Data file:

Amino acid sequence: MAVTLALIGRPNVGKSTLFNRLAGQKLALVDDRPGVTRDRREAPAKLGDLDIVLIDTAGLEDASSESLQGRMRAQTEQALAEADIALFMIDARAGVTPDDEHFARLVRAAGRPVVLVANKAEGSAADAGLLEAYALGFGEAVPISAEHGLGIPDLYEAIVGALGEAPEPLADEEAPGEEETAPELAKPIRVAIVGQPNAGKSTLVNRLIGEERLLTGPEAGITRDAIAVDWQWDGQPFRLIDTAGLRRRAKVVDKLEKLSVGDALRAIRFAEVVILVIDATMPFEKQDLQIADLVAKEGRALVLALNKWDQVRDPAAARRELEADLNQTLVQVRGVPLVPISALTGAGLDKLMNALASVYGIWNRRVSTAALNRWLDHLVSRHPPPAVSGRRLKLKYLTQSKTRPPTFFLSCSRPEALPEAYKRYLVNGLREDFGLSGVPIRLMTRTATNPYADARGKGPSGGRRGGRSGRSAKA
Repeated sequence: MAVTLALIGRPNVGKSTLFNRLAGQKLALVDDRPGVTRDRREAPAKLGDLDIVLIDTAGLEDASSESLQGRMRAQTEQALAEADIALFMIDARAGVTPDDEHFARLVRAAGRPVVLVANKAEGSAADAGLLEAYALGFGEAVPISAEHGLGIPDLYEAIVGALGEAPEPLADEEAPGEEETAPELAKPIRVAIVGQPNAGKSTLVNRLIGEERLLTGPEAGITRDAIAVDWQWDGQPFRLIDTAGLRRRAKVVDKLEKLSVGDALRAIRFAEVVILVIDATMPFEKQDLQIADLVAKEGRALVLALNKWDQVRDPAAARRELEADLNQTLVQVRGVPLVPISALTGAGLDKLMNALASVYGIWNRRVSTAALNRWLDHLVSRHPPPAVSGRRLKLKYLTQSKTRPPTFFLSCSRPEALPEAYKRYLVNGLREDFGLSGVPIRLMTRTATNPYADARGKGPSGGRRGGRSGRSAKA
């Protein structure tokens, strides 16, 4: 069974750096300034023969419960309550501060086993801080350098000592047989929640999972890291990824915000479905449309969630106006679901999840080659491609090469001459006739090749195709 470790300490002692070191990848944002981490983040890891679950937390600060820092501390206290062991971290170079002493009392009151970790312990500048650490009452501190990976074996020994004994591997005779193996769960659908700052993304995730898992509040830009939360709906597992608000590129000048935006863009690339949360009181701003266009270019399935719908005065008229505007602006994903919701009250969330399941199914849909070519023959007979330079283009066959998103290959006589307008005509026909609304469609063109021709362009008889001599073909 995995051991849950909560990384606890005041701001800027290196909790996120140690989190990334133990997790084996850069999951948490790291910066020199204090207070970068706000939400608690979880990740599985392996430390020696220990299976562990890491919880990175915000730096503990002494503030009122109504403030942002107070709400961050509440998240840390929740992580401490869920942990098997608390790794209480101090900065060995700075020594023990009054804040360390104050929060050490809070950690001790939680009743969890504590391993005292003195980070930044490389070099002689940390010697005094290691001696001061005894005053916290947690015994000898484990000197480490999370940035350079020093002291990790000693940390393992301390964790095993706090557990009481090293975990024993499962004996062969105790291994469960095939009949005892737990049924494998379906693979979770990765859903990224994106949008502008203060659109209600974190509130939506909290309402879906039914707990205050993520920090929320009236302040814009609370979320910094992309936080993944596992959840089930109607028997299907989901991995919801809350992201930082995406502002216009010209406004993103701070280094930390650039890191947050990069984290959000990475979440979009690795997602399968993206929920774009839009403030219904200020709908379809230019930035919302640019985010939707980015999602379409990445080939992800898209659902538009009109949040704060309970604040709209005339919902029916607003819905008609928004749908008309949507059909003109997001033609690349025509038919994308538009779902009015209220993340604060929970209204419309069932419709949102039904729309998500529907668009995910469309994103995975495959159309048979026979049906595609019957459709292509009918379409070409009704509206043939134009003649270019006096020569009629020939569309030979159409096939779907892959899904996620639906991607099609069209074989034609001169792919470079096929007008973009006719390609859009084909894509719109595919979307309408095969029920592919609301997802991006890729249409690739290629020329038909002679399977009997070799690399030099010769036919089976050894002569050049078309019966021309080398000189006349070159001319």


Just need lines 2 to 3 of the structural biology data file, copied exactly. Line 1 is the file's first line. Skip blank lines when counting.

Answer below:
Repeated sequence: MAVTLALIGRPNVGKSTLFNRLAGQKLALVDDRPGVTRDRREAPAKLGDLDIVLIDTAGLEDASSESLQGRMRAQTEQALAEADIALFMIDARAGVTPDDEHFARLVRAAGRPVVLVANKAEGSAADAGLLEAYALGFGEAVPISAEHGLGIPDLYEAIVGALGEAPEPLADEEAPGEEETAPELAKPIRVAIVGQPNAGKSTLVNRLIGEERLLTGPEAGITRDAIAVDWQWDGQPFRLIDTAGLRRRAKVVDKLEKLSVGDALRAIRFAEVVILVIDATMPFEKQDLQIADLVAKEGRALVLALNKWDQVRDPAAARRELEADLNQTLVQVRGVPLVPISALTGAGLDKLMNALASVYGIWNRRVSTAALNRWLDHLVSRHPPPAVSGRRLKLKYLTQSKTRPPTFFLSCSRPEALPEAYKRYLVNGLREDFGLSGVPIRLMTRTATNPYADARGKGPSGGRRGGRSGRSAKA
């Protein structure tokens, strides 16, 4: 069974750096300034023969419960309550501060086993801080350098000592047989929640999972890291990824915000479905449309969630106006679901999840080659491609090469001459006739090749195709 470790300490002692070191990848944002981490983040890891679950937390600060820092501390206290062991971290170079002493009392009151970790312990500048650490009452501190990976074996020994004994591997005779193996769960659908700052993304995730898992509040830009939360709906597992608000590129000048935006863009690339949360009181701003266009270019399935719908005065008229505007602006994903919701009250969330399941199914849909070519023959007979330079283009066959998103290959006589307008005509026909609304469609063109021709362009008889001599073909 995995051991849950909560990384606890005041701001800027290196909790996120140690989190990334133990997790084996850069999951948490790291910066020199204090207070970068706000939400608690979880990740599985392996430390020696220990299976562990890491919880990175915000730096503990002494503030009122109504403030942002107070709400961050509440998240840390929740992580401490869920942990098997608390790794209480101090900065060995700075020594023990009054804040360390104050929060050490809070950690001790939680009743969890504590391993005292003195980070930044490389070099002689940390010697005094290691001696001061005894005053916290947690015994000898484990000197480490999370940035350079020093002291990790000693940390393992301390964790095993706090557990009481090293975990024993499962004996062969105790291994469960095939009949005892737990049924494998379906693979979770990765859903990224994106949008502008203060659109209600974190509130939506909290309402879906039914707990205050993520920090929320009236302040814009609370979320910094992309936080993944596992959840089930109607028997299907989901991995919801809350992201930082995406502002216009010209406004993103701070280094930390650039890191947050990069984290959000990475979440979009690795997602399968993206929920774009839009403030219904200020709908379809230019930035919302640019985010939707980015999602379409990445080939992800898209659902538009009109949040704060309970604040709209005339919902029916607003819905008609928004749908008309949507059909003109997001033609690349025509038919994308538009779902009015209220993340604060929970209204419309069932419709949102039904729309998500529907668009995910469309994103995975495959159309048979026979049906595609019957459709292509009918379409070409009704509206043939134009003649270019006096020569009629020939569309030979159409096939779907892959899904996620639906991607099609069209074989034609001169792919470079096929007008973009006719390609859009084909894509719109595919979307309408095969029920592919609301997802991006890729249409690739290629020329038909002679399977009997070799690399030099010769036919089976050894002569050049078309019966021309080398000189006349070159001319």